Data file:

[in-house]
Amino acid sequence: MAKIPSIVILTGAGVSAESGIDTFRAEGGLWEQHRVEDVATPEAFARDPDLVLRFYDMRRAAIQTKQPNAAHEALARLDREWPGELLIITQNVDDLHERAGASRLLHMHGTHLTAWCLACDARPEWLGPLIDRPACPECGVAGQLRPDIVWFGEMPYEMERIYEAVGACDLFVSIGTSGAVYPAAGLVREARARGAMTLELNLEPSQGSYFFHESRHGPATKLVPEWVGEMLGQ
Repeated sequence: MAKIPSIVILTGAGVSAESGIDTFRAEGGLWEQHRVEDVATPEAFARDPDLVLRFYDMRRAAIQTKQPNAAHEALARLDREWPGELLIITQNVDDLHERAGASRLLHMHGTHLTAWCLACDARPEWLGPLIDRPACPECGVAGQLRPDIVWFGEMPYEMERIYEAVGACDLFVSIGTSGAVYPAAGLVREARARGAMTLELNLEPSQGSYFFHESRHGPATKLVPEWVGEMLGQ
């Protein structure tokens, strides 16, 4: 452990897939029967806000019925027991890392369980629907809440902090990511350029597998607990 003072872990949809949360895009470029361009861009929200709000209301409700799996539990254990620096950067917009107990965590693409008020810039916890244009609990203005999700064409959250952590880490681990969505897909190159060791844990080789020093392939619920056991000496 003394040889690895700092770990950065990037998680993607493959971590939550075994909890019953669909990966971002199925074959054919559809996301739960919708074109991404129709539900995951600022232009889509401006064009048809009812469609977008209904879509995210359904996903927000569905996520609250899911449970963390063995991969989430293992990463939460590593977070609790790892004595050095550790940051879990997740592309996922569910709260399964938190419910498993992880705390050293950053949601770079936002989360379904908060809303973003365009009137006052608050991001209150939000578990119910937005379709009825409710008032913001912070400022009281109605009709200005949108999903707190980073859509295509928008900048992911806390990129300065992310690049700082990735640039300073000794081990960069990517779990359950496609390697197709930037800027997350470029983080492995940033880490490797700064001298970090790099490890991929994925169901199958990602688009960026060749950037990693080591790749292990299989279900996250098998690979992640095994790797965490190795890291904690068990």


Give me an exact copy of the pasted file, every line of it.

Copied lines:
[in-house]
Amino acid sequence: MAKIPSIVILTGAGVSAESGIDTFRAEGGLWEQHRVEDVATPEAFARDPDLVLRFYDMRRAAIQTKQPNAAHEALARLDREWPGELLIITQNVDDLHERAGASRLLHMHGTHLTAWCLACDARPEWLGPLIDRPACPECGVAGQLRPDIVWFGEMPYEMERIYEAVGACDLFVSIGTSGAVYPAAGLVREARARGAMTLELNLEPSQGSYFFHESRHGPATKLVPEWVGEMLGQ
Repeated sequence: MAKIPSIVILTGAGVSAESGIDTFRAEGGLWEQHRVEDVATPEAFARDPDLVLRFYDMRRAAIQTKQPNAAHEALARLDREWPGELLIITQNVDDLHERAGASRLLHMHGTHLTAWCLACDARPEWLGPLIDRPACPECGVAGQLRPDIVWFGEMPYEMERIYEAVGACDLFVSIGTSGAVYPAAGLVREARARGAMTLELNLEPSQGSYFFHESRHGPATKLVPEWVGEMLGQ
């Protein structure tokens, strides 16, 4: 452990897939029967806000019925027991890392369980629907809440902090990511350029597998607990 003072872990949809949360895009470029361009861009929200709000209301409700799996539990254990620096950067917009107990965590693409008020810039916890244009609990203005999700064409959250952590880490681990969505897909190159060791844990080789020093392939619920056991000496 003394040889690895700092770990950065990037998680993607493959971590939550075994909890019953669909990966971002199925074959054919559809996301739960919708074109991404129709539900995951600022232009889509401006064009048809009812469609977008209904879509995210359904996903927000569905996520609250899911449970963390063995991969989430293992990463939460590593977070609790790892004595050095550790940051879990997740592309996922569910709260399964938190419910498993992880705390050293950053949601770079936002989360379904908060809303973003365009009137006052608050991001209150939000578990119910937005379709009825409710008032913001912070400022009281109605009709200005949108999903707190980073859509295509928008900048992911806390990129300065992310690049700082990735640039300073000794081990960069990517779990359950496609390697197709930037800027997350470029983080492995940033880490490797700064001298970090790099490890991929994925169901199958990602688009960026060749950037990693080591790749292990299989279900996250098998690979992640095994790797965490190795890291904690068990």